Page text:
“What do you think are the biggest problems for women in Afghanistan?” I asked them. 

They were all silent for a moment, which I found particularly meaningful. A lack of willingness to speak up about your problems, I have discovered in my travels around the world, typically means you fear retaliation for doing so. 

However, one of the girls eventually spoke up. Beginning with a praise to God, she said that one of the biggest problems for women and girls in Afghanistan was not being allowed access to education.  

“There are still some people who say that women should stay in the house and should not work,” explained one of the young women. “They say that men can work in an office but a woman cannot. They say that this is because of Islam and because of this, a woman should cover her face.”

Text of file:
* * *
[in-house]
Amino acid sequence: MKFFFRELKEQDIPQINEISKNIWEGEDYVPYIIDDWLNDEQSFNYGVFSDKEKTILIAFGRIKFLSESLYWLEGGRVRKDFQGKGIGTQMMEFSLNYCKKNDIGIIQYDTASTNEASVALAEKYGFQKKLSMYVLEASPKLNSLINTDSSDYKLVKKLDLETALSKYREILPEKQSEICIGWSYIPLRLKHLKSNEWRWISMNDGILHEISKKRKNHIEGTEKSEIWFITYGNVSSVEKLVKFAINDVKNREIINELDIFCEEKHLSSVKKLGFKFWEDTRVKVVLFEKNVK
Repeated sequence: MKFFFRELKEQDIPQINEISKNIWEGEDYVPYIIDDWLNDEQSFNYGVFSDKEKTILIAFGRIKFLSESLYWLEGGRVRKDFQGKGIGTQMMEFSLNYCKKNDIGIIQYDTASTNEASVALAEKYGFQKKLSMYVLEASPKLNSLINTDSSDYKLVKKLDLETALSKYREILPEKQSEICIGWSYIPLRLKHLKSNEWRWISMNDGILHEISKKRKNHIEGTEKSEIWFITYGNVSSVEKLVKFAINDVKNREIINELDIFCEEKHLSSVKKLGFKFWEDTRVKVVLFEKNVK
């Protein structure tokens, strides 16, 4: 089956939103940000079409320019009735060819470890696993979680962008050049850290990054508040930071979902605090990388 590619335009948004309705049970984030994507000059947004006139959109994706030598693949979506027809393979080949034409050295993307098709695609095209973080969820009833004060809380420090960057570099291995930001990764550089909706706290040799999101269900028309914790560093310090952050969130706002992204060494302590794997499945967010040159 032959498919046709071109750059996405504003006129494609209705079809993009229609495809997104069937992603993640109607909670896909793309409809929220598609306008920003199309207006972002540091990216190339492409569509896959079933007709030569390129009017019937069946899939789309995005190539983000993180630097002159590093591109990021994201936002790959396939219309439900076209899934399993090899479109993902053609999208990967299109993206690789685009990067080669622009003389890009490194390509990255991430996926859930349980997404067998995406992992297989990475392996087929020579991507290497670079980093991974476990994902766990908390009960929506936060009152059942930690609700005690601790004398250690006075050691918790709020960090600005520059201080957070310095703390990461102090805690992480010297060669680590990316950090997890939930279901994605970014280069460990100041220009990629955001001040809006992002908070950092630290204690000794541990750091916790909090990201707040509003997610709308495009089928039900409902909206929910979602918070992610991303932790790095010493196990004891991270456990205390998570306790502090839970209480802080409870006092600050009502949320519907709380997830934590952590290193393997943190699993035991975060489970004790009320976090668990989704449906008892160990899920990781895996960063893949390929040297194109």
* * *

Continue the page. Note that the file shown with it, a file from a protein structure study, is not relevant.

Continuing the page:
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A right to an education

Throughout the country, there are women who have not been allowed to go to school, simply because they are girls. In the areas that are still dominated by the Taliban, girls are completely banned from going to school. 

All of the girls in the room nodded their heads, seemingly in agreement that this was one of the very serious problems facing women and girls in Afghanistan. 

“Who agrees that this is right, that girls shouldn’t be able to go to school?” I asked them. 

The all shook their heads. Girls should be able to go to school. 

Though according to the girls, the lack of education wasn’t the only problem for women and girls in the country.